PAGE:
All ventricles affected. Due to defect in absorption at the arachnoid granulations
Obstructive; due to block in CSF proximal to arachnoid granulations. May not affect all ventricles dep on level of block (e.g. aqueductal stenosis spares the 4th ventricle)
Third type of hydrocephalus
Indications for carotid endartectomy
Asymptomatic: > 70% Symptomatic: > 60% NB: pts should stay on aspirin leading up to the surgery. If post-CVA, wait 4-6 wks for procedure
Carotid dissection causes
Trauma, CT disease, iatrogenic (angiogram), vasculitis
Carotid dissection symptoms
May have neck pain, headache, ipsilateral Horner syndrome, sx of SAH or stroke; can be nonspecific.
Carotid dissection management
If extradural, use medical therapy (anticoagulation). If intradural, do endovascular stenting or surgical bypass of ECA to ICA. Follow for 3-6 mo for healing.
Carotid dissection epidemiology
Carotid artery dissection is a significant cause of ischemic stroke in all age groups, but it occurs most frequently in the 5th decade of life and accounts for a much larger percentage of strokes in young patients.
Carotid dissection pathophys
Begins as a tear in one of the carotid arteries of the neck, which allows blood under arterial pressure to enter the wall of the artery and split its layers. The result is either an intramural hematoma or an aneurysmal dilatation, either of which can be a source of microemboli, with the latter also causing a mass effect on surrounding structures.
CN 3 palsy (blown pupil, down and out). Hemiparesis: can cause contralateral (from ipsilateral peduncle pressure) or ipsilateral (from contralateral peduncle pressure due to midbrain shift, aka Kernohan's phenomenon)
Cingulate (subfalcine) can affect ACA -> abulia. Cerebellar (upward) can occlude superior cerebellar arteries -> ataxia. Tonsillar can be rapidly fatal. CEntral (transtentorial) causes decreased consciousness, occlusion of PCAs leading to cortical blindness, Cheyne-Stokes etc
Parinaud's Syndrome, aka dorsal midbrain syndrome and vertical gaze palsy, is an inability to move the eyes up. It is caused by a tumor of the pineal gland which compresses the vertical gaze center at the rostral interstitial nucleus of medial longitudinal fasciculus (riMLF). The eyes lose the ability to move upward.
Cerebral hemispheres or cerebellum. Asx lesions should be followed. Surgery usu not curative but used if sx. Radiotherapy used. Chemo if surgery/rads fail
Malignant glioma includes..
Anaplastic astrocytoma, glioblastoma multiforme
Have necrotic center, enhancing rim. Very poor prognosis (pretty much 0% 5 yr survival) despite surgery and radiation. Chemo does not help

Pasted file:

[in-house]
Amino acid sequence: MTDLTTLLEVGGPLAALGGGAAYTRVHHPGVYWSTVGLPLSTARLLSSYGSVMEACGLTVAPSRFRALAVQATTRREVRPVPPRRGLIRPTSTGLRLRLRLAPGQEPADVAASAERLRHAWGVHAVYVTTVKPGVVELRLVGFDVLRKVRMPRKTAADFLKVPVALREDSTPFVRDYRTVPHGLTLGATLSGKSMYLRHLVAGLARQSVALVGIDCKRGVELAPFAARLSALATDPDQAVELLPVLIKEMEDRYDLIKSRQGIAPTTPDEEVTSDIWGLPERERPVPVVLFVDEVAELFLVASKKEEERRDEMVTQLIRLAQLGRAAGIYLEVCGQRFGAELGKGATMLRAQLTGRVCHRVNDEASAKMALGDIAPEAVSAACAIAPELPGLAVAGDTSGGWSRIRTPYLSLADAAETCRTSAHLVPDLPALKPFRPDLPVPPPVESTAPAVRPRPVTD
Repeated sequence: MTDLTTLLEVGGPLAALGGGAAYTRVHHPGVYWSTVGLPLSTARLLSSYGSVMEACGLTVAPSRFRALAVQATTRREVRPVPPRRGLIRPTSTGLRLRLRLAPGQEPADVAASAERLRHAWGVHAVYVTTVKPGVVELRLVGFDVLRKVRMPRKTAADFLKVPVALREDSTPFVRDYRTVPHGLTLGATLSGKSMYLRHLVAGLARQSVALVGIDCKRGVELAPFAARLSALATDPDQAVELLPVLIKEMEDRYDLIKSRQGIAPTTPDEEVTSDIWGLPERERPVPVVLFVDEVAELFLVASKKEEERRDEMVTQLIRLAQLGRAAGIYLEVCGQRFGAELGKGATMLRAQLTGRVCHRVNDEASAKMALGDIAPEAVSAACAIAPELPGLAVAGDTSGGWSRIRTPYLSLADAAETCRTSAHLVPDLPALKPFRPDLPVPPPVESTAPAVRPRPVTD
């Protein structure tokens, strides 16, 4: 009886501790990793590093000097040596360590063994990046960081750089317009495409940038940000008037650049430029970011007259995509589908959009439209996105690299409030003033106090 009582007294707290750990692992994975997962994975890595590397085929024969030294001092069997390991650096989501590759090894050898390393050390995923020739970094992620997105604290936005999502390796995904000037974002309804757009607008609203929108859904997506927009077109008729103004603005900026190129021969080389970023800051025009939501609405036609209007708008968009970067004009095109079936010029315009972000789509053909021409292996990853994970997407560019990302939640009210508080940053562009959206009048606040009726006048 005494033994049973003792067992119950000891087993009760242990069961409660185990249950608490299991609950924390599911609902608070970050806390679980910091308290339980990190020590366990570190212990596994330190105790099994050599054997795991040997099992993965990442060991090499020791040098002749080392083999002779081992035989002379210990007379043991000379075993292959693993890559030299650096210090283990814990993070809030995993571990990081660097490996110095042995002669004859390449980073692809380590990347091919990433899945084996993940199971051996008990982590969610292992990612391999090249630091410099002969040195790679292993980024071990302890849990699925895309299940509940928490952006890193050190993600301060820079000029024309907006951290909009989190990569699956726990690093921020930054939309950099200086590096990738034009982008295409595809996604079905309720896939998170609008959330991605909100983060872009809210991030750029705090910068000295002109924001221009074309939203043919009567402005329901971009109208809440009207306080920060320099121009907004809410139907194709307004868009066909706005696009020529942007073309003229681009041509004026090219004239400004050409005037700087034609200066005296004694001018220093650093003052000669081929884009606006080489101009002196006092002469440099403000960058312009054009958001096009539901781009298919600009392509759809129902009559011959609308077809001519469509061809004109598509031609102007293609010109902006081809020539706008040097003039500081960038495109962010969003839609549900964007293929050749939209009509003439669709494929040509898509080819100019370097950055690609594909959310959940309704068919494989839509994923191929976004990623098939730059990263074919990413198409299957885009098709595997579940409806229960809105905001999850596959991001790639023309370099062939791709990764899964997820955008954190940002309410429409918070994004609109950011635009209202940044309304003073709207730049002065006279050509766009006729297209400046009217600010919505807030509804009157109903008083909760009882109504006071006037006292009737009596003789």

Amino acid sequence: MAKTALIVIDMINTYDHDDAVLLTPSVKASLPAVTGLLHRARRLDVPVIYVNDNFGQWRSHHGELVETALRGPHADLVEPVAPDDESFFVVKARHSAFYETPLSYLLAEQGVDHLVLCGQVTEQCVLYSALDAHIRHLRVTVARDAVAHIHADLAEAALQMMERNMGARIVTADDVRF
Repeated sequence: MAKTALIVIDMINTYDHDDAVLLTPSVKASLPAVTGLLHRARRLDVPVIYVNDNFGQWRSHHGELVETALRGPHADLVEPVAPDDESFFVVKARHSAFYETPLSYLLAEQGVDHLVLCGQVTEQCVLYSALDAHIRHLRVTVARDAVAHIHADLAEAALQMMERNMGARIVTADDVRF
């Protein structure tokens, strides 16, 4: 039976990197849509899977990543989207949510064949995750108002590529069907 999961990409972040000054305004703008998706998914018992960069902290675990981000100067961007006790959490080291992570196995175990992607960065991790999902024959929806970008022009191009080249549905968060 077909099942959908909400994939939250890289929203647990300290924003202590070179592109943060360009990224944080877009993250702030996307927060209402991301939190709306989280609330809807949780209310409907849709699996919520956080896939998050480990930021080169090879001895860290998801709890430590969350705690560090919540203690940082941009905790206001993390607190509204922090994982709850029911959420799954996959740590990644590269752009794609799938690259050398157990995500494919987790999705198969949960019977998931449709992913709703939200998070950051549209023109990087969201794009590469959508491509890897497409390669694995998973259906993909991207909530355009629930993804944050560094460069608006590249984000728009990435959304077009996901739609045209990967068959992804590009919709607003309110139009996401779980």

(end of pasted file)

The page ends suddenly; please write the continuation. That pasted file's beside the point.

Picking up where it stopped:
F > M. Arise from arachnoid region. Seen on superior convexities, orbital rim, cerebellar tentorium, intraventricular. Slowly progressive growth. Homogeneous enhancement on MRI/CT, may have dural tail. Tx: surgical resection if sx. If can't resect, do external beam radiotherapy/gamma knife. 5 yr survival 90%, often recur.
How to treat acromegaly from pituitary adenoma?
Surgical resection is curative 50% of time. Medical tx: octreotide (somatostatin analogue)
How to treat TSH adenoma?
How to treat prolactinoma?
Dopamine agonists first; surgical excision if no response to med tx
How to treat Cushing syndrome from pituitary adenoma?
Neuromas most commonly affect what CN?
CN 8 (acoustic neuroma)
Bilateral acoustic neuromas are pathognomic for what syndrome?
Most often in children, usu a posterior fossa mass. Tx: surgical resection; rads if in 4th ventricle or spinal cord.
Predilection for frontal lobes. Histology: "fried egg" or "chicken wire" appearance. Slowly progressive; most often presents with seizure. Tx: surgery, post-op rad often, chemo somewhat helpful.
Most often in childhood. Benign but difficult to cure. Presents with HA, visual disturbance.
More often in children. Possibly can be germinoma or teratoma, so measure HCG and AFP; recall that germinomas are radiosensitive.
Tend to melt away after one round of steroids but will come back. Radiation therapy is mainstay of tx. MTX and CHOP chemo
Epidermoid and dermoid tumors
Non-neoplastic masses, congenital or 2/2 trauma. Rare type of brain mass. Surgical excision if sx
What is the most common pediatric malignant brain tumor?
Primitive neuroectodermal tumors (PNET). Located on cerebellar vermis. Tx: surgery followed by XRT
Glomus tumors aka paraganglioma
Arise from paraganglion cells, rare. May secrete catecholamines. Location: carotid bulb, jugular glomus body. Can present similarly to acoustic neuromas but distinguish by angiogram: glomus tumors are highly vascular.